Monday, November 28, 2011

Homemade Chicken Stew

A good hearty, southern chicken stew, made from a stewed chicken, fresh potatoes and your choice of veggie add-ins.
A good hearty, southern chicken stew, made from a stewed chicken, fresh potatoes and your choice of veggie add-ins.

Homemade Chicken Stew

A hearty stew is a good thing when the weather turns cold and this homemade chicken stew sure made me happy today. It's been a bit gloomy around here for a few days - overcast, rainy and then cold weather moved in here last night with a vengeance. I stepped outside with the pup - gotta watch over him because we've had a couple close-up encounters with possums and raccoons here lately - and brrrrr y'all. The temperature must've dropped 40 degrees in just a few hours! I was happy that I had this stew made up, that's for sure.

The shortcut version of chicken stew that I have posted before, is a super easy and flavorful recipe for anytime you're in a hurry for a quick stew, but when you have a little more time on your hands to stew down a chicken, the added flavor from that homemade stock is just amazing.

Hopefully by now you've worked through any Thanksgiving leftovers or at least gotten the stragglers put up into the freezer. I tell you what... we sure have a lot to be grateful for around here, having shared meals with three groups of family, together with the meal that I made for just the two of us, all providing us with plenty of leftovers. Turkey sandwiches on leftover rolls or just plain ole white bread are always my hands-down favorite leftover from the holidays.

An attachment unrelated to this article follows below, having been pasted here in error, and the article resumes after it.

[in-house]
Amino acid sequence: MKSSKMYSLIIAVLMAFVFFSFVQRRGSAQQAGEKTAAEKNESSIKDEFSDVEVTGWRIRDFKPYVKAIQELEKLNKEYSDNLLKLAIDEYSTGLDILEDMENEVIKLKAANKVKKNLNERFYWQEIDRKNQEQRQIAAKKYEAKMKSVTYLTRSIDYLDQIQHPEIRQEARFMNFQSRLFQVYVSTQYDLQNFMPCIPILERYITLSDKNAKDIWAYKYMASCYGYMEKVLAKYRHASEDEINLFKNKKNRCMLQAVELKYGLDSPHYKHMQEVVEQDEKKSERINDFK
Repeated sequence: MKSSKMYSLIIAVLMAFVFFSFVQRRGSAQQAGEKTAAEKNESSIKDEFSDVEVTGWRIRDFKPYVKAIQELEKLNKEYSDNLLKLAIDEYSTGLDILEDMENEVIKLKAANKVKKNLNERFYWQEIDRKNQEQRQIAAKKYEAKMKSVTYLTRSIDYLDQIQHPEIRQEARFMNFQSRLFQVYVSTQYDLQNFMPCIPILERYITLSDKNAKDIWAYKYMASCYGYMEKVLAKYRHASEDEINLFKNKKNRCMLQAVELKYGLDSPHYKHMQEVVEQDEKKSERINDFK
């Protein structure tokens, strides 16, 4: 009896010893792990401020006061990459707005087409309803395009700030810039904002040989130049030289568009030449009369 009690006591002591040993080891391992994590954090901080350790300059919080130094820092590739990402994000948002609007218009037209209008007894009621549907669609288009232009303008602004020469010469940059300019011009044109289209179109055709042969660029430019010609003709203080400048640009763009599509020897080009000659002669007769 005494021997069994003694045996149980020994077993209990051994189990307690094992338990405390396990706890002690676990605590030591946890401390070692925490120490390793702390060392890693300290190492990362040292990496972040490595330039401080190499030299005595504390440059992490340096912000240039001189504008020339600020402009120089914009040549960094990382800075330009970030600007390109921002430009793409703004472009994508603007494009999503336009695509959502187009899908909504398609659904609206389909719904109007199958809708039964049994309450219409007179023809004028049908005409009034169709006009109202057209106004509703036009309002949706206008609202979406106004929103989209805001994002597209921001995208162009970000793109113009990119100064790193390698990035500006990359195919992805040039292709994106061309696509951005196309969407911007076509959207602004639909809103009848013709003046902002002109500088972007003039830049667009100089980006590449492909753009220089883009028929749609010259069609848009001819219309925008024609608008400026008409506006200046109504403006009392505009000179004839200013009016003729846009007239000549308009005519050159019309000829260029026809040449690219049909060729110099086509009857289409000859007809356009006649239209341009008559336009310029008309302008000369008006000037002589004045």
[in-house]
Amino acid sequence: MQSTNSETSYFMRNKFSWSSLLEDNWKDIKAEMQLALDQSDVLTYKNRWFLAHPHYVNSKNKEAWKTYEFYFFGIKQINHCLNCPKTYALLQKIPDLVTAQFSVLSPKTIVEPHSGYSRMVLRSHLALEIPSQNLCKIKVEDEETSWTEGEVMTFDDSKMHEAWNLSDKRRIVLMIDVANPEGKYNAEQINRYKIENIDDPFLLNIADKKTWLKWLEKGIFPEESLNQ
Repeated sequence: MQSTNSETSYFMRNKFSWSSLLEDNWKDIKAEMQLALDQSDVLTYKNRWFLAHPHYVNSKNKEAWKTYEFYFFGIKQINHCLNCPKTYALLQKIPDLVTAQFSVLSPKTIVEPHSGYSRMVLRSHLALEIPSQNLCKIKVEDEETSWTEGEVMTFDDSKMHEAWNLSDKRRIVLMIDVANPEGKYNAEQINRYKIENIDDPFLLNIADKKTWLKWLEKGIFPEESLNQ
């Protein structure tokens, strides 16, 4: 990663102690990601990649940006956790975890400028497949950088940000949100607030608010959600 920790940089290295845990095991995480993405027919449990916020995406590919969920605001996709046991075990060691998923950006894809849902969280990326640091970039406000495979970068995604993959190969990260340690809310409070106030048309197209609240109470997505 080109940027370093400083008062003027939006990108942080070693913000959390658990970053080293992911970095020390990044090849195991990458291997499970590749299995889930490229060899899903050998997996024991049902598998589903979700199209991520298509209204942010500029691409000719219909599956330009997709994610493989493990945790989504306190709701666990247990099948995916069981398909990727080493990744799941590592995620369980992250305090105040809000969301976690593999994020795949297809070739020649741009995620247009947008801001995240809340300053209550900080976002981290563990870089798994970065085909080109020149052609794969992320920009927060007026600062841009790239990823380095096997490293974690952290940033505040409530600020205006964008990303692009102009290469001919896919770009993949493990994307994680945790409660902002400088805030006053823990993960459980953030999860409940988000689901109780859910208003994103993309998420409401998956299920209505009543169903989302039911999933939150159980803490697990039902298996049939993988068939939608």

Next to that would have to be Turkey Bone Gumbo or Turkey Carcass Soup, and my holiday bird carcass is in the freezer waiting for one of those. While it won't be quite the same as using a whole fresh chicken, this Chicken Stew would be another perfect opportunity to use up that turkey carcass that you froze and some of that leftover turkey meat you may still have hanging around too.

By the way, I hope that you will forgive me for my photography skills here lately. For one thing I'm having computer issues and my primary laptop that I work from refuses now to see my camera, so pictures have to be uploaded to another computer, apart from the one that I work from. Plus, y'all already know by now that I'm not really one of those food blog sites that has gorgeous, well-styled photography anyway, right? Since what you see here is always what's for supper too, this is really more of a cookin' and eatin' recipe site rather than a photography site. Sometimes I'm just in the mood to cook and eat and not fuss over photography, so I hope you'll forgive me.

I hope you had a wonderful, long Thanksgiving weekend and enjoyed some likely sorely needed rest and relaxation to get you revved up for the Christmas season - I know I sure did. If you follow food blogs, you'll be seeing lots of cookies and other sweet treats showcased this week and in the coming weeks across the blogosphere. I even picked up a few supplies myself to get in the mood, so don't be surprised if you see a few sweets showing up here soon too.

For more of my favorite stew recipes, pop over to my Pinterest page!

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Recipe: Homemade Chicken Stew

©From the Kitchen of Deep South Dish
Prep time: 1 hour 30 min |Cook time: 40 min | Yield: About 1 gallon